Eighty years ago, in Process and Reality, Alfred North Whitehead famously remarked that the development of philosophy consists of a series of footnotes to Plato.
N.T. Wright, in Surprised by Hope, goes even farther. Without equivocation, he asserts that "Plato remains the most influential thinker in the history of the Western world." (p. 88)
Wright is no star-struck Platonic cheerleader, however, like Allan Bloom in The Closing of the American Mind. Quite the contrary: Wright seeks to show how the deprecation of the world of space, time, and matter in Plato's thought gets in the way of the Christian gospel.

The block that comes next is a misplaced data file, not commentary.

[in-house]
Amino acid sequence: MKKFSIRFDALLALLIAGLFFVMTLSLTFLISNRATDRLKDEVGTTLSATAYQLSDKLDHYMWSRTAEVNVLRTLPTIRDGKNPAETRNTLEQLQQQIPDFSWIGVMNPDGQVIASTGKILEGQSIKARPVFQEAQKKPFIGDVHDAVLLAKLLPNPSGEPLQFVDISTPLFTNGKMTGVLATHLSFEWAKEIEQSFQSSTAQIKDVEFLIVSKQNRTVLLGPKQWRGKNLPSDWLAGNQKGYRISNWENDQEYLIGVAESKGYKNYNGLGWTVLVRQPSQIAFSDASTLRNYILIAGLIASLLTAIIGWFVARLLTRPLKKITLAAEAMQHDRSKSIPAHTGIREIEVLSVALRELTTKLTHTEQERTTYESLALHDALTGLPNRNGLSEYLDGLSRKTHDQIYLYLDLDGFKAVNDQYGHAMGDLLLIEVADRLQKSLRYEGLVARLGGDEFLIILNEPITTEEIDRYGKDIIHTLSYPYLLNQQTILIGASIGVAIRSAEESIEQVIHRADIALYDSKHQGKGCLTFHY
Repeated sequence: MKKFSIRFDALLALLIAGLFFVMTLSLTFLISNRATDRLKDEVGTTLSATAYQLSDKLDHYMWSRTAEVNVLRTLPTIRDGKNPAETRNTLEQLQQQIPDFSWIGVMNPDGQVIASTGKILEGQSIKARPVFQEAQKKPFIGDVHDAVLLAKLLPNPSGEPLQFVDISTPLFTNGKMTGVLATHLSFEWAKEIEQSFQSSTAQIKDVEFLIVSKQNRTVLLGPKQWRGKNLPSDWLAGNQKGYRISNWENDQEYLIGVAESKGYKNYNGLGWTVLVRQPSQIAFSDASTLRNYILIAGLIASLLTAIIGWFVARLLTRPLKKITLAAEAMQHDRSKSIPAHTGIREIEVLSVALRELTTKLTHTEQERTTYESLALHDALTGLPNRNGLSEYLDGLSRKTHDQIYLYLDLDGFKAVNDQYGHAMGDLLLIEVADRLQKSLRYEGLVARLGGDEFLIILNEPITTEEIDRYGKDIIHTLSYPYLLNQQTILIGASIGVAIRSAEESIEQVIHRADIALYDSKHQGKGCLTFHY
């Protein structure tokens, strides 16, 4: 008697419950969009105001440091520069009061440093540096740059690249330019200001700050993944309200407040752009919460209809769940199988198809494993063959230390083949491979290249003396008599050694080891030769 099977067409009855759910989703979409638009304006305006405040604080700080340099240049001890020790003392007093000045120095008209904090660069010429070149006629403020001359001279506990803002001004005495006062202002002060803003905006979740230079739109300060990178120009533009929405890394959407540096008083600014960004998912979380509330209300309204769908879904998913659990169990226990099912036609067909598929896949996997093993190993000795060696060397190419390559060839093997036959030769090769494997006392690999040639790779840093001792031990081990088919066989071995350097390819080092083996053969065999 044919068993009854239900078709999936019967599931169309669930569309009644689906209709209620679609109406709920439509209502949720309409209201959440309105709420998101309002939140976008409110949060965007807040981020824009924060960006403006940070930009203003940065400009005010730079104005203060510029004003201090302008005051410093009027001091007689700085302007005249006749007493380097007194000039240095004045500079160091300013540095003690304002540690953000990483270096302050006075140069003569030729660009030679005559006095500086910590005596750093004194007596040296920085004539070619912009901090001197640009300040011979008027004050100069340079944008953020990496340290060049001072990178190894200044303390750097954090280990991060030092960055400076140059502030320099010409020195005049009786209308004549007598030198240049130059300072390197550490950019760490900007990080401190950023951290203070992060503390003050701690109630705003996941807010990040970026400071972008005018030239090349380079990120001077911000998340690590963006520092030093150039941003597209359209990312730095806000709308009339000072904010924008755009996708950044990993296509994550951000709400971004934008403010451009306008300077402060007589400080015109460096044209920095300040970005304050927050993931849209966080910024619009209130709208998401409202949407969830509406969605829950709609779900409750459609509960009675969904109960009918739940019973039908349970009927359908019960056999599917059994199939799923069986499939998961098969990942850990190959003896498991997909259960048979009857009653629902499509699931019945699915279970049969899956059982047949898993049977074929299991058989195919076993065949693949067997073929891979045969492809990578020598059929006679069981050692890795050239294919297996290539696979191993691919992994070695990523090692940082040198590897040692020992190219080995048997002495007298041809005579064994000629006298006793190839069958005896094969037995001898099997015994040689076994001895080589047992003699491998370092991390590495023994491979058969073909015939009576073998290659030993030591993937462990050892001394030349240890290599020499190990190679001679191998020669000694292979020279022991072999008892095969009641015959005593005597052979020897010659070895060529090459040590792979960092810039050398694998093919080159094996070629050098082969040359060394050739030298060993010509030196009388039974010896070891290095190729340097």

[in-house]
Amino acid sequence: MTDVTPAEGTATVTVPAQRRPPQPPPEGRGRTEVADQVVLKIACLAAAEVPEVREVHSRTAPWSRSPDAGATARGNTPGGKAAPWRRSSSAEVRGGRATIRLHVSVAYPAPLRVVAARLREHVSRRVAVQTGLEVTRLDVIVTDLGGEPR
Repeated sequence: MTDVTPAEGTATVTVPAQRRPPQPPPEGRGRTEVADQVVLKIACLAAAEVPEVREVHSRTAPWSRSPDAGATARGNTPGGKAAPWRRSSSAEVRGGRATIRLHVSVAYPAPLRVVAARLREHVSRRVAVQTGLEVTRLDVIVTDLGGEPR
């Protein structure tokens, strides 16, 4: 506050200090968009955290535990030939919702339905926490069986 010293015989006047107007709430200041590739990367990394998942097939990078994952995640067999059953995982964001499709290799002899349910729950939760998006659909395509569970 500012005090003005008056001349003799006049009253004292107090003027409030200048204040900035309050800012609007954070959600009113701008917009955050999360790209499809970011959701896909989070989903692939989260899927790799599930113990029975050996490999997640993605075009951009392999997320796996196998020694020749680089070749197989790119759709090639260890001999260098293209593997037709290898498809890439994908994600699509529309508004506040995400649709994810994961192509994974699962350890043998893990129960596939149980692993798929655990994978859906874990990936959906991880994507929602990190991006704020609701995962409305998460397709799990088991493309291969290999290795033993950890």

In other words - and to mix metaphors a bit - Plato's cave can be a stumbling block to experiencing Christ's empty tomb.